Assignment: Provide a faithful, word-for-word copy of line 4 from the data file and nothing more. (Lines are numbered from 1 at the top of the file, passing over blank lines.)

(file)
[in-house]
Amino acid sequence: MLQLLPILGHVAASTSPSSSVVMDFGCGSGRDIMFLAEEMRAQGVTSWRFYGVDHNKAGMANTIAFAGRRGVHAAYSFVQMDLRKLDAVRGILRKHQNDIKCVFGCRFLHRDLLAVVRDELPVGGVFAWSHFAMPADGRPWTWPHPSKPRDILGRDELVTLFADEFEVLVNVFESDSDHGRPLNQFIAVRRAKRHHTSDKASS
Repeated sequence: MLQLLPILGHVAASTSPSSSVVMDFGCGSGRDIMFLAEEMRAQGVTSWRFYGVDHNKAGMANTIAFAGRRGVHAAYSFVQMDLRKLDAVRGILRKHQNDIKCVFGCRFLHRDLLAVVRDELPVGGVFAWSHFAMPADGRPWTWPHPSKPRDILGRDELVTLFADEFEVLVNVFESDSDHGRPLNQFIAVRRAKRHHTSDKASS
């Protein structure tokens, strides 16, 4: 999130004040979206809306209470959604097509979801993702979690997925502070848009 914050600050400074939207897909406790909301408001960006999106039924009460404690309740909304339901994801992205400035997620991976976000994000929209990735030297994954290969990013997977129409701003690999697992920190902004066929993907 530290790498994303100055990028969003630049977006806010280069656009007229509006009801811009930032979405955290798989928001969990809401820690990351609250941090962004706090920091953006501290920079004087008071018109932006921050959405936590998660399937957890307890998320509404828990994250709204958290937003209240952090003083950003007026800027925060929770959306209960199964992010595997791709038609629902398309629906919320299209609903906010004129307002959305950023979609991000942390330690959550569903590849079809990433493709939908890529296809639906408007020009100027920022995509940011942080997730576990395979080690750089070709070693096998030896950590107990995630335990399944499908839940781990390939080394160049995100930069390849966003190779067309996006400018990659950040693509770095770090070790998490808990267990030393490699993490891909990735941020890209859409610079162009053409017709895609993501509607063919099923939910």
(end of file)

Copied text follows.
């Protein structure tokens, strides 16, 4: 999130004040979206809306209470959604097509979801993702979690997925502070848009 914050600050400074939207897909406790909301408001960006999106039924009460404690309740909304339901994801992205400035997620991976976000994000929209990735030297994954290969990013997977129409701003690999697992920190902004066929993907 530290790498994303100055990028969003630049977006806010280069656009007229509006009801811009930032979405955290798989928001969990809401820690990351609250941090962004706090920091953006501290920079004087008071018109932006921050959405936590998660399937957890307890998320509404828990994250709204958290937003209240952090003083950003007026800027925060929770959306209960199964992010595997791709038609629902398309629906919320299209609903906010004129307002959305950023979609991000942390330690959550569903590849079809990433493709939908890529296809639906408007020009100027920022995509940011942080997730576990395979080690750089070709070693096998030896950590107990995630335990399944499908839940781990390939080394160049995100930069390849966003190779067309996006400018990659950040693509770095770090070790998490808990267990030393490699993490891909990735941020890209859409610079162009053409017709895609993501509607063919099923939910």